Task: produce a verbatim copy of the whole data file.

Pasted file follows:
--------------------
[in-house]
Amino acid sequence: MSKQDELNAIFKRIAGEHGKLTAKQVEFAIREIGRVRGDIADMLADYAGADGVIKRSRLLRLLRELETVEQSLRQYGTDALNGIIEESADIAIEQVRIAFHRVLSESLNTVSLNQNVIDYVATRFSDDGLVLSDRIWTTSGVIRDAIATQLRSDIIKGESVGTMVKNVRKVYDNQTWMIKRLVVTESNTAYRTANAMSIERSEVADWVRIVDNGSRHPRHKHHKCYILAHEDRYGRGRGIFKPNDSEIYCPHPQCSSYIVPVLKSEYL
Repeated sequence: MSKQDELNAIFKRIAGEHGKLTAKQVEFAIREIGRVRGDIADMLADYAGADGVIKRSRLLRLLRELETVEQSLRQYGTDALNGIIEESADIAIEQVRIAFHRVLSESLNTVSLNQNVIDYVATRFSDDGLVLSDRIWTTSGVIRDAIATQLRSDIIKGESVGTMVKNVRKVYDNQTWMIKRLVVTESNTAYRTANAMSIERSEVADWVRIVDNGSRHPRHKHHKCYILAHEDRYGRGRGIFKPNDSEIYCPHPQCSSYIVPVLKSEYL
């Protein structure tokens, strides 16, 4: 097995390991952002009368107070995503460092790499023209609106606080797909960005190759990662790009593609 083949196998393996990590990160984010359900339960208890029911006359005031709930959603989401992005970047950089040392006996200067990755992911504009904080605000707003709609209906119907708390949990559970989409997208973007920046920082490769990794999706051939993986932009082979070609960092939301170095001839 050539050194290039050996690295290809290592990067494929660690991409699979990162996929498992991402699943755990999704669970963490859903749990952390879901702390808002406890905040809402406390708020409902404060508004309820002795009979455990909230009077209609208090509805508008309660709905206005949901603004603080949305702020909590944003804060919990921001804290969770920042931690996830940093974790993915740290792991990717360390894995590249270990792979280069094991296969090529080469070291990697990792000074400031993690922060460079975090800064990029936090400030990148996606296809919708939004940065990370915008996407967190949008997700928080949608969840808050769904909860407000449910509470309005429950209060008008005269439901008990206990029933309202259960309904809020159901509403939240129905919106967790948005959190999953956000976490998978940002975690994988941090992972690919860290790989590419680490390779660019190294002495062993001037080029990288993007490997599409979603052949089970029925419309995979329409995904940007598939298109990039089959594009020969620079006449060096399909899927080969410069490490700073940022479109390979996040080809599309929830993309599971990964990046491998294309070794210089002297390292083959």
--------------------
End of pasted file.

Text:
[in-house]
Amino acid sequence: MSKQDELNAIFKRIAGEHGKLTAKQVEFAIREIGRVRGDIADMLADYAGADGVIKRSRLLRLLRELETVEQSLRQYGTDALNGIIEESADIAIEQVRIAFHRVLSESLNTVSLNQNVIDYVATRFSDDGLVLSDRIWTTSGVIRDAIATQLRSDIIKGESVGTMVKNVRKVYDNQTWMIKRLVVTESNTAYRTANAMSIERSEVADWVRIVDNGSRHPRHKHHKCYILAHEDRYGRGRGIFKPNDSEIYCPHPQCSSYIVPVLKSEYL
Repeated sequence: MSKQDELNAIFKRIAGEHGKLTAKQVEFAIREIGRVRGDIADMLADYAGADGVIKRSRLLRLLRELETVEQSLRQYGTDALNGIIEESADIAIEQVRIAFHRVLSESLNTVSLNQNVIDYVATRFSDDGLVLSDRIWTTSGVIRDAIATQLRSDIIKGESVGTMVKNVRKVYDNQTWMIKRLVVTESNTAYRTANAMSIERSEVADWVRIVDNGSRHPRHKHHKCYILAHEDRYGRGRGIFKPNDSEIYCPHPQCSSYIVPVLKSEYL
């Protein structure tokens, strides 16, 4: 097995390991952002009368107070995503460092790499023209609106606080797909960005190759990662790009593609 083949196998393996990590990160984010359900339960208890029911006359005031709930959603989401992005970047950089040392006996200067990755992911504009904080605000707003709609209906119907708390949990559970989409997208973007920046920082490769990794999706051939993986932009082979070609960092939301170095001839 050539050194290039050996690295290809290592990067494929660690991409699979990162996929498992991402699943755990999704669970963490859903749990952390879901702390808002406890905040809402406390708020409902404060508004309820002795009979455990909230009077209609208090509805508008309660709905206005949901603004603080949305702020909590944003804060919990921001804290969770920042931690996830940093974790993915740290792991990717360390894995590249270990792979280069094991296969090529080469070291990697990792000074400031993690922060460079975090800064990029936090400030990148996606296809919708939004940065990370915008996407967190949008997700928080949608969840808050769904909860407000449910509470309005429950209060008008005269439901008990206990029933309202259960309904809020159901509403939240129905919106967790948005959190999953956000976490998978940002975690994988941090992972690919860290790989590419680490390779660019190294002495062993001037080029990288993007490997599409979603052949089970029925419309995979329409995904940007598939298109990039089959594009020969620079006449060096399909899927080969410069490490700073940022479109390979996040080809599309929830993309599971990964990046491998294309070794210089002297390292083959």